Unsurprisingly, smartphones had an influence on how often consumers unplugged. Respondents who owned smartphones were 34% more likely than smartphone non-users to never pause their love affair with personal technology. Considering that eMarketer expects the majority (51.4%) of US consumers to use a smartphone at least monthly this year—and 66.9% to do so in 2018—it looks like unplugging will continue to fade out.

Marketers Have Something Bad to Say About Mobile Search

eMarketer

As mobile continues to take over the world, advertisers have followed consumers to the devices where they spend the most time. But according to a Q2 2014 study by Kenshoo, both mobile search spending and performance have room for growth.

177179 Marketers Have Something Bad to Say About Mobile Search

The research looked at 85 search marketing professionals worldwide (both in-house and agency) who were actively using Google Enhanced Campaigns and found that 53% of respondents allocated between just 5% and 20% of their total paid search ad spending to mobile, while nearly half of that percentage (26%) put between 21% and 40% of their search budgets toward mobile.

The top goals of mobile paid search were online traffic and direct sales, each cited by 33% of search marketers around the globe. Meanwhile, just 9% hoped to generate phone calls, 4% wanted to drive in-store traffic, and 2% hoped to spur app installs.

177182 Marketers Have Something Bad to Say About Mobile Search

Respondents weren’t overly enthusiastic about mobile paid search’s results. Nearly two-thirds said that mobile search performed worse than desktop, with the majority of that group saying it was much worse. Meanwhile, 20% said mobile search was slightly better than desktop, while just 2% reported it being much better.

Still, US search marketers are indeed moving their dollars to mobile. eMarketer estimates that US mobile search ad spending will grow a whopping 82.3% this year to reach $9.02 billion. This works out to 50.9% of all spending on mobile ads and 39.5% of total search ad investments.

Samsung Disappointing Numbers Will Be Worse With Apple’s Next iPhone Release

The Street

Samsung’s dismal quarterly performance, leading to a 25% decline in profits, are likely to get worse before they get better, as the company warned that the second half of the year would be “a challenge” and Apple (AAPL_) is likely to refresh its iPhone later, starting in Sept.

That challenge is coming not only from Apple’s iPhones at the top-end of the smartphonebusiness, but from mid and low-priced handsets made by small manufacturers and selling well in China and the world’s emerging markets.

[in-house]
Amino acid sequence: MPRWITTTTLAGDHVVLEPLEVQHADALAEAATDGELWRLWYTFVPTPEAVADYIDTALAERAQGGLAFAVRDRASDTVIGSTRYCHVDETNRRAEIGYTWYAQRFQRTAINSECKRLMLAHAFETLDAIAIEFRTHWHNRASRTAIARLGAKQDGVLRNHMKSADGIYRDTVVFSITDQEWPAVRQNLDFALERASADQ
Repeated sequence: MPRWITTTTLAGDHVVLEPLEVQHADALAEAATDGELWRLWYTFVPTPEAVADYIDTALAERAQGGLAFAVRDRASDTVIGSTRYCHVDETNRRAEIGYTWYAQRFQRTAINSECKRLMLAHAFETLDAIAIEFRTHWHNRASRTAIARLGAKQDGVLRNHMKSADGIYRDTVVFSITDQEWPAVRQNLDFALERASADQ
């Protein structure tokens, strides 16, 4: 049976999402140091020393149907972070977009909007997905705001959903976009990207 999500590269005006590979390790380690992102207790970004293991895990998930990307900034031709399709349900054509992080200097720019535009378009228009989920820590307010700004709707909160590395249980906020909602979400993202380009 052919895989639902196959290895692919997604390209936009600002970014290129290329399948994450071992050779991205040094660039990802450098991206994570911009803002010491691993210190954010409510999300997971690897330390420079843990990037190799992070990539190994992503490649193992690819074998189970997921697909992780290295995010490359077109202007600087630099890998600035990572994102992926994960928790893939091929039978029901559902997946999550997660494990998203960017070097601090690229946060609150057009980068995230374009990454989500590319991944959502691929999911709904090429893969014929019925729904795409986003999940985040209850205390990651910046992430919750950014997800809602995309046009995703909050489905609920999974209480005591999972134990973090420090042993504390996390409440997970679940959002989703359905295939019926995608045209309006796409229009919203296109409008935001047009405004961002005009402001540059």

IDC analyst Ramon Llamas says Samsung is really “feeling the pressure from every area.” In a phone interview, Llamas said Samsung is the top manufacturer and it’s also “the biggest target.” He thinks Samsung’s problems are three-fold: it’s struggling in the low-end marketplace, competitors such as LG and Motorola are currently offering high-quality alternatives and that “the writing is on the wall” for Samsung once Apple introduces its larger-screen models.

Read More: iPhone 6 Coming at Right Time as World Moves to Large Smartphones

Samsung announced a net profit of $6.1 billion in the second quarter,  down from $7.6 billion in the year ago quarter. Operating profits of $7.02 billion fell 15% sequentially, and 25% from the same quarter last year.

Nick Spencer of ABI Research thinks Samsung is “caught in the middle ground” between low-cost Chinese phones and the iPhone.  In an email, Spencer added, “Samsung has also always relied on supply chain excellence (scale and manufacturing its own components) to allow it to create dozens of different models to satisfy every conceivable price point, form factor and regional taste. This is inefficient, which is fine when you have margin to play with and have the lowest manufacturing costs, but both of these are being squeezed by Chinese manufacturers.”

For the past few years, Samsung’s distinct marketing advantage has been larger smartphone screens than its competition, but that may soon change. Apple is expected to announce two new iPhones that should challenge Samsung’s main talking point, one with a reported 4.7-inch screen rivaling the Galaxy S5, and the other is said to sport a 5.5-inch display. Apple recently reported fiscal third-quarter results, which saw the company ship 35.2 million iPhones. According to analysts surveyed by Thomson Reuters, Samsung’s problems will continue into the second half of this year. Analysts polled expect Samsung to see a 7% revenue decline in profits and an EPS drop of 14% in the third quarter and a slightly better (-2% revenue and -3% EPS) in the fourth quarter.

Samsung has yet to respond to a request for comment.

Early in July, Samsung warned its second quarter would disappoint blaming a number of factors – a slowdown in growth for the entire smartphone industry, increased competition at the high and low ends of the smartphone spectrum, a strengthening home currency in relationship to the US dollar and the second quarter being an historically slow period.